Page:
Last updated on January 20th, 2019 at 12:35 pm
I do a ‘Children’s Sermon’ on Martin Luther King, Jr. which calls to their thinking one of the most overlooked facts about this great man— ‘he went to school’! Simple, in fact. Point— blank! I use a child to count the number of years spent in study from the time you enter Kindergarten through Elementary School. Another to count and add Jr./Middle School; another to count and add High School. We add his years at Morehouse College for the undergraduate degree; his years at Crozer Seminary were he earned the Master of Divinity Degree and his years at Boston University for the Doctorate of Sacred Thrology graduate degrees. I stress the importance of ‘needing another Martin’ from one of them, but, of the utmost order… “you gotta go to school!”
In ‘HIS OWN WORDS’— from ‘The Autobiography of Martin Luther King, Jr.’: “I studied philosophy and theology at Boston University under Edgar S. Brightman and L. Harold DeWolf. I did most of my work under Dr. DeWolf, who is a very dear friend of mine, and, of course, I was greatly influenced by him and by Dr. Brightman, whom I had the privilege to study with before he passed on. It was mainly under these teachers that I studied Personalistic philosophy—the theory that the clue to the meaning of ultimate reality is found in personality. This personal idealism remains today my basic philosophical position. Personalism̓s insistence that only personality—finite and infinite—is ultimately real strengthened me in two convictions: it gave me metaphysical and philosophical grounding for the idea of a personal God, and it gave me a metaphysical basis for the dignity and worth of all human personality.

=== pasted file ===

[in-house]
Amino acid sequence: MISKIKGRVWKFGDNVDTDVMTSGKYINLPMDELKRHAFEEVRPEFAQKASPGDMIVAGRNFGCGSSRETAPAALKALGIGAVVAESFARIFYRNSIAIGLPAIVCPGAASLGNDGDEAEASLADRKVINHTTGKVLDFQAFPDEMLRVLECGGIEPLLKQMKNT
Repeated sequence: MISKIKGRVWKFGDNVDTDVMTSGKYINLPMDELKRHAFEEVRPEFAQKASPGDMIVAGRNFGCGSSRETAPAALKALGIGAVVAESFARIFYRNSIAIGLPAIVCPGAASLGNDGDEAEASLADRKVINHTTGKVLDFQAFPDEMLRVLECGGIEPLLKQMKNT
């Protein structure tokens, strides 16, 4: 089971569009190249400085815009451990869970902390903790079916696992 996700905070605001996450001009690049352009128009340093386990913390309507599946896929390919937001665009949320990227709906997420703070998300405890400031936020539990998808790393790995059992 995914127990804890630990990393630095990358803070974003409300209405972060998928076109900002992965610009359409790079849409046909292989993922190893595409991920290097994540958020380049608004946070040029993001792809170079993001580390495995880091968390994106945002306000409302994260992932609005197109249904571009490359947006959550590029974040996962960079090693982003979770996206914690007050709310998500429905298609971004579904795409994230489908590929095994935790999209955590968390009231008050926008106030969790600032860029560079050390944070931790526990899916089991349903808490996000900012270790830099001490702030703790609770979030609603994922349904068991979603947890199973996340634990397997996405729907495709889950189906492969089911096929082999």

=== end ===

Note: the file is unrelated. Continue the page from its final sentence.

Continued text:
Just before Dr. Brightman̓s death, I began studying the philosophy of Hegel with him. This course proved to be both rewarding and stimulating. Although the course was mainly a study of Hegel̓s monumental work, Phenomenology of Mind, I spent my spare time reading his Philosophy of History and Philosophy of Right.
There were points in Hegel̓s philosophy that I strongly disagreed with. For instance, his absolute idealism was rationally unsound to me because it tended to swallow up the many in the one. But there were other aspects of his thinking that I found stimulating. His contention that “truth is the whole” led me to a philosophical method of rational coherence. His analysis of the dialectical process, in spite of its shortcomings, helped me to see that growth comes through struggle.
My work at Boston University progressed very well. Both Dr. DeWolf and Dr. Brightman were quite impressed. I completed my residence work and began the process of writing my dissertation. My dissertation title was “A Comparison of the Conception of God in the Thinking of Paul Tillich and Henry Nelson Wieman.” The concept of God was chosen because of the central place which it occupies in any religion and because of the ever-present need to interpret and clarify the God concept. Tillich and Wieman were chosen because they represent different types of theology and because each of them had an increasing influence upon theological and philosophical thought.
In 1954 I ended my formal training with divergent intellectual forces converging into a positive social philosophy. One of the main tenets of this philosophy was the conviction that nonviolent resistance was one of the most potent weapons available to oppressed people in their quest for social justice. Interestingly enough, at this time I had merely an intellectual understanding and appreciation of the position, with no firm determination to organize it in a socially effective situation.”